Research Article: Identification and Expression of Capa Gene in the Fire Ant, Solenopsis invicta

Date Published: April 9, 2014

Publisher: Public Library of Science

Author(s): Man-Yeon Choi, Rene Köhler, Robert K. Vander Meer, Susanne Neupert, Reinhard Predel, Wolfgang Blenau.


Recent genome analyses suggested the absence of a number of neuropeptide genes in ants. One of the apparently missing genes was the capa gene. Capa gene expression in insects is typically associated with the neuroendocrine system of abdominal ganglia; mature CAPA peptides are known to regulate diuresis and visceral muscle contraction. The apparent absence of the capa gene raised questions about possible compensation of these functions. In this study, we re-examined this controversial issue and searched for a potentially unrecognized capa gene in the fire ant, Solenopsis invicta. We employed a combination of data mining and a traditional PCR-based strategy using degenerate primers designed from conserved amino acid sequences of insect capa genes. Our findings demonstrate that ants possess and express a capa gene. As shown by MALDI-TOF mass spectrometry, processed products of the S. invicta capa gene include three CAPA periviscerokinins and low amounts of a pyrokinin which does not have the C-terminal WFGPRLa motif typical of CAPA pyrokinins in other insects. The capa gene was found with two alternative transcripts in the CNS. Within the ventral nerve cord, two capa neurons were immunostained in abdominal neuromeres 2–5, respectively, and projected into ventrally located abdominal perisympathetic organs (PSOs), which are the major hormone release sites of abdominal ganglia. The ventral location of these PSOs is a characteristic feature and was also found in another ant, Atta sexdens.

Partial Text

Although higher insect taxa (“nsect order” diverged more than 200 mya, general features of the hexapod neuroendocrine system, including cell location, hormone release sites, and sequences of the peptide hormones are strongly conserved. This conservation reflects the functional significance of these peptide messenger molecules. Therefore, it was unexpected that recent genome analyses failed to identify several neuropeptide genes in a number of insects. For the key substances of the segmentally arranged perisympathetic organs (PSOs), which store products of the extended fmrf gene in the thorax and products of the capa gene in the abdomen, this situation was first described from the parasitic wasp Nasonia vitripennis (Hymenoptera; [1]). Here, the absence of otherwise highly conserved peptide hormones could be attributed to the miniaturization of the nervous system or parasitic lifestyle but later it was described that ant genomes do not possess fmrf and capa genes as well [2].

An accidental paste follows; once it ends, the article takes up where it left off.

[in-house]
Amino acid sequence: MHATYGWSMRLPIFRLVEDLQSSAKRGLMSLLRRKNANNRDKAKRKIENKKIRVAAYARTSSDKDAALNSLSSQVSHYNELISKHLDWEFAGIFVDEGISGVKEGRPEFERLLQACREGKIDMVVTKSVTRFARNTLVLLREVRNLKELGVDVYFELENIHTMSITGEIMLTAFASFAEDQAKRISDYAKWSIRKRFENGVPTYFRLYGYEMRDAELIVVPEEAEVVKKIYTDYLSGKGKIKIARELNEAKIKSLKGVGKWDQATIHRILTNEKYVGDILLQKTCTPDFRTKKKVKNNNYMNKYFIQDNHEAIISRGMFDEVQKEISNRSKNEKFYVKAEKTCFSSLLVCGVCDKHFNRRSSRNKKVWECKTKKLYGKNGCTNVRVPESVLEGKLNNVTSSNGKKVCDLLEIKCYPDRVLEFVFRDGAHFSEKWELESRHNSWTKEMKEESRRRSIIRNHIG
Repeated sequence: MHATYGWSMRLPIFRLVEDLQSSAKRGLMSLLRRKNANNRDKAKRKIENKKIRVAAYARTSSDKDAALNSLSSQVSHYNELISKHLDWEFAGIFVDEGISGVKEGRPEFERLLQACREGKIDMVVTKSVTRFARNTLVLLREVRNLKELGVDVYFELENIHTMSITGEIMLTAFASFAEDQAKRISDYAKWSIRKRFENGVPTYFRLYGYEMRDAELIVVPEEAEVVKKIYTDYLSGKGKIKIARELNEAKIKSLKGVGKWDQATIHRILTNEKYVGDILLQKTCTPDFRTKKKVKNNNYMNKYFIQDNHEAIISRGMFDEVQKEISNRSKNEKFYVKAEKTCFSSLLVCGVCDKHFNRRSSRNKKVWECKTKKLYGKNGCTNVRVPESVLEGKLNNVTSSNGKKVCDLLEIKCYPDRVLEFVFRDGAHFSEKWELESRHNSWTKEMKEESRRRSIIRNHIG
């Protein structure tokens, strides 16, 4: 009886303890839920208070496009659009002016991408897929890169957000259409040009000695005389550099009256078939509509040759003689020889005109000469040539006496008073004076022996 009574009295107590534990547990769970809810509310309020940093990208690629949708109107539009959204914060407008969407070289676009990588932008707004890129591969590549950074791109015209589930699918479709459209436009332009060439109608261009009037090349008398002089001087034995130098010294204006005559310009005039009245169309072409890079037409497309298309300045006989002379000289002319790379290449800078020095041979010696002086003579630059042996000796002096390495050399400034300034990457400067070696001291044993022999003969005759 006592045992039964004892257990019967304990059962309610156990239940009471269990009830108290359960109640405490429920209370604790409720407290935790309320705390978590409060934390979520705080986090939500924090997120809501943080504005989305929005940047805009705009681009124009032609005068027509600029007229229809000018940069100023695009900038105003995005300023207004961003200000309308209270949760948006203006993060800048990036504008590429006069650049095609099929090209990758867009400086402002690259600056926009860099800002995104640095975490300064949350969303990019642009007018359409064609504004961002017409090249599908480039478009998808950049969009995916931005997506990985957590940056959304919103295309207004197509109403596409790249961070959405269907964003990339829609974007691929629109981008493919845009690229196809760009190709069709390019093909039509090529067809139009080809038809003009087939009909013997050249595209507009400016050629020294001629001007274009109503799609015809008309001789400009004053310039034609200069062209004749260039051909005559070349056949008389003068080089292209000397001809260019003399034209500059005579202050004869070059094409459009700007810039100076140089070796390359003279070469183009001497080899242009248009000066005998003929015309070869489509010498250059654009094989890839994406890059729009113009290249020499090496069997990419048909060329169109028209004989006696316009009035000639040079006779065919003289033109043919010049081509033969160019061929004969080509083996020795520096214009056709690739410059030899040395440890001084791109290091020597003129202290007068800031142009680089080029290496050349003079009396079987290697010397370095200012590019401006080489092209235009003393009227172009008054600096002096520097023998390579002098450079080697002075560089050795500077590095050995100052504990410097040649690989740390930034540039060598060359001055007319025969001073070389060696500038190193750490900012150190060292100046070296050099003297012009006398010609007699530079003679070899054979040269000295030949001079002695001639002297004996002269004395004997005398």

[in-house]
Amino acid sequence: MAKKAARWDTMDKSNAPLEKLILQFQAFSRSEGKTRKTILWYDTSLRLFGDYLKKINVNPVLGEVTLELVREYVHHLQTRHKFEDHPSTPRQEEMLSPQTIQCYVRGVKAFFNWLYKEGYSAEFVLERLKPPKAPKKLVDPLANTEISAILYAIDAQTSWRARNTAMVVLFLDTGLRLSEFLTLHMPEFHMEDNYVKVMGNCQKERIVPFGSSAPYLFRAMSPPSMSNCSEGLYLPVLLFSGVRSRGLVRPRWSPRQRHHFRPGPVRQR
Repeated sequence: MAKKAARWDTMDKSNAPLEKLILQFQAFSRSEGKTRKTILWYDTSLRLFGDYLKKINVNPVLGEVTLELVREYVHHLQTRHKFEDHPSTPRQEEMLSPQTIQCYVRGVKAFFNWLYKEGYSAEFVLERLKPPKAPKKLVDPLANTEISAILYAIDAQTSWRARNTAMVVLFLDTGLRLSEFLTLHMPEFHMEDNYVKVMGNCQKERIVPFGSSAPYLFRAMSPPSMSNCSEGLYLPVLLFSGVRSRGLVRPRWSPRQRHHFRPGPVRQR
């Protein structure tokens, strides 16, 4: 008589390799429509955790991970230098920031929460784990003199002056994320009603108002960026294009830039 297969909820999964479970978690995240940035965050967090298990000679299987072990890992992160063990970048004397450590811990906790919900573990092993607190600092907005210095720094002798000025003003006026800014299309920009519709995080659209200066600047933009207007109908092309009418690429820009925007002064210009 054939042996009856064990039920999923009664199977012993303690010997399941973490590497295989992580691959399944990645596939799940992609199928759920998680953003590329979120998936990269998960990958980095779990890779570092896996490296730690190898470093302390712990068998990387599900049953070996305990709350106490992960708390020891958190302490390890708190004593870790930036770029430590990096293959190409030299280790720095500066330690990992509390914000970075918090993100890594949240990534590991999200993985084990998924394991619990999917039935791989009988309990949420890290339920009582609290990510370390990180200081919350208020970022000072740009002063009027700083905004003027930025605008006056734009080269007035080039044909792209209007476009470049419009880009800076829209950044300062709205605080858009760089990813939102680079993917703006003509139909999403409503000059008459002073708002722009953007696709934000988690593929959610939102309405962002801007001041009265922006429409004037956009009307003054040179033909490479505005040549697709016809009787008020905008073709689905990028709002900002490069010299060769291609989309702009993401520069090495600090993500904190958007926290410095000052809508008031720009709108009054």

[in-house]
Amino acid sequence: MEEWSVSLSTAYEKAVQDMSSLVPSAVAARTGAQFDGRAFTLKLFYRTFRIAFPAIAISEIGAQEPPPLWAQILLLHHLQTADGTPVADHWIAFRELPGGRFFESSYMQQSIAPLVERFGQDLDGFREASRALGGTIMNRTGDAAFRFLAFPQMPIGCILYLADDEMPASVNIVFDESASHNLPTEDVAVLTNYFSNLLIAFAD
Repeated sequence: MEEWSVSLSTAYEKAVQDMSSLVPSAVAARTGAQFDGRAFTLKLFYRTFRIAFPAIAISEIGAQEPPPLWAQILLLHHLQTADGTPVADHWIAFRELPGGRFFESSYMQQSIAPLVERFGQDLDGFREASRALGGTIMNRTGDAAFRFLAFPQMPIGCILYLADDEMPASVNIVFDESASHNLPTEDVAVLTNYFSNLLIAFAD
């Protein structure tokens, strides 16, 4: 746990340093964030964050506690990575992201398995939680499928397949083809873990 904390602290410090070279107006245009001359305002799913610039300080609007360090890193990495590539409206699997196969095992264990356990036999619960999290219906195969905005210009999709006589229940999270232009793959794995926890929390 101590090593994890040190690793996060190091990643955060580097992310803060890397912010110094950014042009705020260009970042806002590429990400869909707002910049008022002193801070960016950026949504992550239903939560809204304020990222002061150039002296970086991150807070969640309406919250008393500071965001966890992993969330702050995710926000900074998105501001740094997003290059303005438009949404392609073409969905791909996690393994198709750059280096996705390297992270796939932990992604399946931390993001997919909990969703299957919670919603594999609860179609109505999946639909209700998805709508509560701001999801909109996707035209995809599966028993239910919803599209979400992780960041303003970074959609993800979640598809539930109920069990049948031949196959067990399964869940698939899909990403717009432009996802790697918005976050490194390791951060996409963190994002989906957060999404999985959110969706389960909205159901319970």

CAPA-peptides are typically synthesized from the neuroendocrine system of the abdominal VNC in insects [10]. Expressed in at least two ventral neurosecretory cells of abdominal ganglia (Va-neurons in Drosophila melanogaster[12], [13], VL-cells in P. americana[14], NS-M4 neurons in Manduca sexta[15], [16]), these peptides are transported into neurohemal release sites that are usually developed as distinct abdominal PSOs [17]. The mature neuropeptide species (CAPA-PVKs and CAPA-PK) processed from the CAPA precursor were structurally first identified in the cockroach P. americana[18], [19]. Current available genome data, sequence similarities of processed peptides and the corresponding receptors suggest a common ancestor of capa and pk genes. Possibly within the Pancrustacea lineage, a gene duplication of this predecessor occurred which, in turn, might have a common ancestor with neuromedin U of vertebrates [20]. In insects, the pk gene is known by different names (e. g. pban of Lepidoptera, hugin of Drosophila) but is always expressed in neurosecretory neurons of the SEG [5], [21]–[25] which is different from the major expression site of the capa gene. CAPA-PVKs and CAPA-PK (C-terminal WFGPRLamide) both have specific receptors [26], [27].